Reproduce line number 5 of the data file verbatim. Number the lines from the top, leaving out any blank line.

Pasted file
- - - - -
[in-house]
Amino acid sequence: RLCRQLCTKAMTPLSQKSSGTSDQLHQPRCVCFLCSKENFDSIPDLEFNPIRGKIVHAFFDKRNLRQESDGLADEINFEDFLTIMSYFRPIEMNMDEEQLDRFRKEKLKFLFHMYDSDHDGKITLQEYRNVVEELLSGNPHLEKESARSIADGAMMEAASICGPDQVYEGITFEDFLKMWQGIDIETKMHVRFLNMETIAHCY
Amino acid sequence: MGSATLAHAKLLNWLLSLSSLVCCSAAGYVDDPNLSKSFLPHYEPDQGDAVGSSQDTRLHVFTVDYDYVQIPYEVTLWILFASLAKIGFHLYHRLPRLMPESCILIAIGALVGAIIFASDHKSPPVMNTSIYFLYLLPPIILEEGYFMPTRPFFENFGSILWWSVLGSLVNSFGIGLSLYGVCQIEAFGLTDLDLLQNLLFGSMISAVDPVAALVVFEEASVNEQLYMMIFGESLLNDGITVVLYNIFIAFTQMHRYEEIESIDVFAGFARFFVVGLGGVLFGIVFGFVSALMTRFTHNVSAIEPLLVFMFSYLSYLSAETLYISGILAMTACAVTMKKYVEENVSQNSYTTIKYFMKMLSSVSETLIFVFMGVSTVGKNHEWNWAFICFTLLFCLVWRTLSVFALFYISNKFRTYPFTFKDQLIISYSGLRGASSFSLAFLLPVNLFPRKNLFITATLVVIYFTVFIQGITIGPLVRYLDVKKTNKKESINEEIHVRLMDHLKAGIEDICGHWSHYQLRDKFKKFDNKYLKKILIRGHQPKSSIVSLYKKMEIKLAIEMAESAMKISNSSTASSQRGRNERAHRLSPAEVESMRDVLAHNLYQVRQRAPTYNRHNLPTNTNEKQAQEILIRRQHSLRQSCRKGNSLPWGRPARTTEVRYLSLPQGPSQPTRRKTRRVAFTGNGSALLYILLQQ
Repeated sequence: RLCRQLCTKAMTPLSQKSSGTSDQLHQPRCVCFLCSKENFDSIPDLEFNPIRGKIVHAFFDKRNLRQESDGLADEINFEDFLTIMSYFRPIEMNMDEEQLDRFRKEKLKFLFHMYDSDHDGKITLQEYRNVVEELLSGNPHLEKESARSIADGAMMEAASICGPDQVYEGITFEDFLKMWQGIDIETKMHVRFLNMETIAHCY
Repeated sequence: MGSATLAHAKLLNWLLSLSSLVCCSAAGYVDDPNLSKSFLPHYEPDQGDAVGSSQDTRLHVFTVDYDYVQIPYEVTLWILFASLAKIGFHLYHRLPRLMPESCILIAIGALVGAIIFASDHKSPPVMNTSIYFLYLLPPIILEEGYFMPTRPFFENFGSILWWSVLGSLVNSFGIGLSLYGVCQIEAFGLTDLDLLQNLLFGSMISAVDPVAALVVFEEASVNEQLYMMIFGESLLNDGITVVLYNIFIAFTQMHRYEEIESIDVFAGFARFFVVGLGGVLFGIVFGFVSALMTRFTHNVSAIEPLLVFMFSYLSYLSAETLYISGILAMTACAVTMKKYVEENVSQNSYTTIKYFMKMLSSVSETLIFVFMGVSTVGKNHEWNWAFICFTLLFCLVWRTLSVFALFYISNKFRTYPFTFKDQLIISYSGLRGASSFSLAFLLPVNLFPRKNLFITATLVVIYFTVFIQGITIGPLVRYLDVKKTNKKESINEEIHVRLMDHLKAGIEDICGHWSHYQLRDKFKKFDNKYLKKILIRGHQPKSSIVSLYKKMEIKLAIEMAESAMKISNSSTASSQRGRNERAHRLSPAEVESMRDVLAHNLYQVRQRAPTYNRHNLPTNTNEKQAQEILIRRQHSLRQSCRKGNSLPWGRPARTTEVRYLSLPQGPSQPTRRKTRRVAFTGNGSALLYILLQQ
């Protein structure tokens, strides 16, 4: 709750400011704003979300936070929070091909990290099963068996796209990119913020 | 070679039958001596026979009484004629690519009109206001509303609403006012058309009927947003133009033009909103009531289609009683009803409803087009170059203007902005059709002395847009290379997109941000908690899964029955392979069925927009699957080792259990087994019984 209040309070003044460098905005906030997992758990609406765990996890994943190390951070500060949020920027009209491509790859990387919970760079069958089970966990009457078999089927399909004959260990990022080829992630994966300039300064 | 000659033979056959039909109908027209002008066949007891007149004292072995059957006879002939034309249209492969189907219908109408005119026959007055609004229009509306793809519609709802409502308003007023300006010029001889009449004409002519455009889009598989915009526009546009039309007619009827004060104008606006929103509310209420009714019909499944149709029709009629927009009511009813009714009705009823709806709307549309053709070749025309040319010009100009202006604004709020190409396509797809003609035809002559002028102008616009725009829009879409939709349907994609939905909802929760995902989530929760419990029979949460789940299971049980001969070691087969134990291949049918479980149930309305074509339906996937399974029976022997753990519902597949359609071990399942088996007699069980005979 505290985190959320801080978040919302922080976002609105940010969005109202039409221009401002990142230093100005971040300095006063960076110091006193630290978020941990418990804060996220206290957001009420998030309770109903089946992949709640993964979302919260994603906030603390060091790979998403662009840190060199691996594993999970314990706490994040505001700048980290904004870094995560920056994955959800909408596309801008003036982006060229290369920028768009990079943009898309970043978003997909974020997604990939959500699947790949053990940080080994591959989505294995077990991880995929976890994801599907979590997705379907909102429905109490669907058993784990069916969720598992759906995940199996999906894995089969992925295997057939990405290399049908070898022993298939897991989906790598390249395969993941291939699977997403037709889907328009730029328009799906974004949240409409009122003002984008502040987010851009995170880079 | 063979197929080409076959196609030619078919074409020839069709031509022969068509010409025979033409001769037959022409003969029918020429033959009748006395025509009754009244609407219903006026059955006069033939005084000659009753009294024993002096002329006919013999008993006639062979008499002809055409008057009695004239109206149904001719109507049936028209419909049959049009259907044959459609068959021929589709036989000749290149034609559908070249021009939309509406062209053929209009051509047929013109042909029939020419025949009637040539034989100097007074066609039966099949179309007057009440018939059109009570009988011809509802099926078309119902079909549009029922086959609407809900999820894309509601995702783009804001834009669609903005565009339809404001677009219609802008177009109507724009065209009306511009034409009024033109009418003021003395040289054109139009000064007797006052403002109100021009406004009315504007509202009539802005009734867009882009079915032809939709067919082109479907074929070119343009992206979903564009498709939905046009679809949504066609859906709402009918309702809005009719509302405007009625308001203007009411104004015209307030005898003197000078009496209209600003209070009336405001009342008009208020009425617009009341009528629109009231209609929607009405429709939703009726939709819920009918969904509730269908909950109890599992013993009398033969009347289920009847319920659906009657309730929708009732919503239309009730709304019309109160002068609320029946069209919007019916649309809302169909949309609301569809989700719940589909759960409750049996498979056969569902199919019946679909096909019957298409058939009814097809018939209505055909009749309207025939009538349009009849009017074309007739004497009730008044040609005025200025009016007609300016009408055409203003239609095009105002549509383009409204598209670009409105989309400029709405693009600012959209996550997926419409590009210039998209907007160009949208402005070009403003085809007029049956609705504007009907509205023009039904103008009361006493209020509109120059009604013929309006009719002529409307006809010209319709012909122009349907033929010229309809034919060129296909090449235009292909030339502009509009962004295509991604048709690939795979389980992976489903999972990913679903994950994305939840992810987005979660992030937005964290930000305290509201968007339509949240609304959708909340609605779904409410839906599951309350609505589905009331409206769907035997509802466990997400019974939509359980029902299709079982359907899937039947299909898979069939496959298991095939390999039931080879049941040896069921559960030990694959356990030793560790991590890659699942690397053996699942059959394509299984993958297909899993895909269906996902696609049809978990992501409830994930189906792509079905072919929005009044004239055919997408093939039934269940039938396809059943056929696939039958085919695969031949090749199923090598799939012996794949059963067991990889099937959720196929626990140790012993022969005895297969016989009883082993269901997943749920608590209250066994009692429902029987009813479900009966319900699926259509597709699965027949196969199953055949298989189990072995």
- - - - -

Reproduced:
Repeated sequence: MGSATLAHAKLLNWLLSLSSLVCCSAAGYVDDPNLSKSFLPHYEPDQGDAVGSSQDTRLHVFTVDYDYVQIPYEVTLWILFASLAKIGFHLYHRLPRLMPESCILIAIGALVGAIIFASDHKSPPVMNTSIYFLYLLPPIILEEGYFMPTRPFFENFGSILWWSVLGSLVNSFGIGLSLYGVCQIEAFGLTDLDLLQNLLFGSMISAVDPVAALVVFEEASVNEQLYMMIFGESLLNDGITVVLYNIFIAFTQMHRYEEIESIDVFAGFARFFVVGLGGVLFGIVFGFVSALMTRFTHNVSAIEPLLVFMFSYLSYLSAETLYISGILAMTACAVTMKKYVEENVSQNSYTTIKYFMKMLSSVSETLIFVFMGVSTVGKNHEWNWAFICFTLLFCLVWRTLSVFALFYISNKFRTYPFTFKDQLIISYSGLRGASSFSLAFLLPVNLFPRKNLFITATLVVIYFTVFIQGITIGPLVRYLDVKKTNKKESINEEIHVRLMDHLKAGIEDICGHWSHYQLRDKFKKFDNKYLKKILIRGHQPKSSIVSLYKKMEIKLAIEMAESAMKISNSSTASSQRGRNERAHRLSPAEVESMRDVLAHNLYQVRQRAPTYNRHNLPTNTNEKQAQEILIRRQHSLRQSCRKGNSLPWGRPARTTEVRYLSLPQGPSQPTRRKTRRVAFTGNGSALLYILLQQ